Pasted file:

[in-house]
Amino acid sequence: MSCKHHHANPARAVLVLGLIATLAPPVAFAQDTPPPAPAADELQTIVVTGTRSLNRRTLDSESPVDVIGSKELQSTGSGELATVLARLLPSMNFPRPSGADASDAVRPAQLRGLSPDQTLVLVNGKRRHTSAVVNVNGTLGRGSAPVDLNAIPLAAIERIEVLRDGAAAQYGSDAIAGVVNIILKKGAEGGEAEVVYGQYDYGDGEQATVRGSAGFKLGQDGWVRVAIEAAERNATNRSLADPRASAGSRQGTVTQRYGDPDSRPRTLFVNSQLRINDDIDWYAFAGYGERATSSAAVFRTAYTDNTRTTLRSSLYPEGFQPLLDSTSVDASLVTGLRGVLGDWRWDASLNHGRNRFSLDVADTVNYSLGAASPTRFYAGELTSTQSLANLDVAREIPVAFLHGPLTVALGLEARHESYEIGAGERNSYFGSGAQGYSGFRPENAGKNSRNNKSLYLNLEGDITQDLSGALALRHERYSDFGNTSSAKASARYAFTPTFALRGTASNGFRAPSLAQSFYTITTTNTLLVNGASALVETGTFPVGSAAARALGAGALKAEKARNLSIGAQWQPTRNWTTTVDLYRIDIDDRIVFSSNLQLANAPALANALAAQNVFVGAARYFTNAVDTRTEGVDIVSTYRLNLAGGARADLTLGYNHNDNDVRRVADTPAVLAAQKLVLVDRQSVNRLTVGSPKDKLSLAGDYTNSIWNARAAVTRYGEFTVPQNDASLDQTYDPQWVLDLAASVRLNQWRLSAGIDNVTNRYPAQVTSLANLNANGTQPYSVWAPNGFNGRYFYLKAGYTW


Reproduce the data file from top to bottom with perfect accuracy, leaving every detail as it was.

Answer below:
[in-house]
Amino acid sequence: MSCKHHHANPARAVLVLGLIATLAPPVAFAQDTPPPAPAADELQTIVVTGTRSLNRRTLDSESPVDVIGSKELQSTGSGELATVLARLLPSMNFPRPSGADASDAVRPAQLRGLSPDQTLVLVNGKRRHTSAVVNVNGTLGRGSAPVDLNAIPLAAIERIEVLRDGAAAQYGSDAIAGVVNIILKKGAEGGEAEVVYGQYDYGDGEQATVRGSAGFKLGQDGWVRVAIEAAERNATNRSLADPRASAGSRQGTVTQRYGDPDSRPRTLFVNSQLRINDDIDWYAFAGYGERATSSAAVFRTAYTDNTRTTLRSSLYPEGFQPLLDSTSVDASLVTGLRGVLGDWRWDASLNHGRNRFSLDVADTVNYSLGAASPTRFYAGELTSTQSLANLDVAREIPVAFLHGPLTVALGLEARHESYEIGAGERNSYFGSGAQGYSGFRPENAGKNSRNNKSLYLNLEGDITQDLSGALALRHERYSDFGNTSSAKASARYAFTPTFALRGTASNGFRAPSLAQSFYTITTTNTLLVNGASALVETGTFPVGSAAARALGAGALKAEKARNLSIGAQWQPTRNWTTTVDLYRIDIDDRIVFSSNLQLANAPALANALAAQNVFVGAARYFTNAVDTRTEGVDIVSTYRLNLAGGARADLTLGYNHNDNDVRRVADTPAVLAAQKLVLVDRQSVNRLTVGSPKDKLSLAGDYTNSIWNARAAVTRYGEFTVPQNDASLDQTYDPQWVLDLAASVRLNQWRLSAGIDNVTNRYPAQVTSLANLNANGTQPYSVWAPNGFNGRYFYLKAGYTW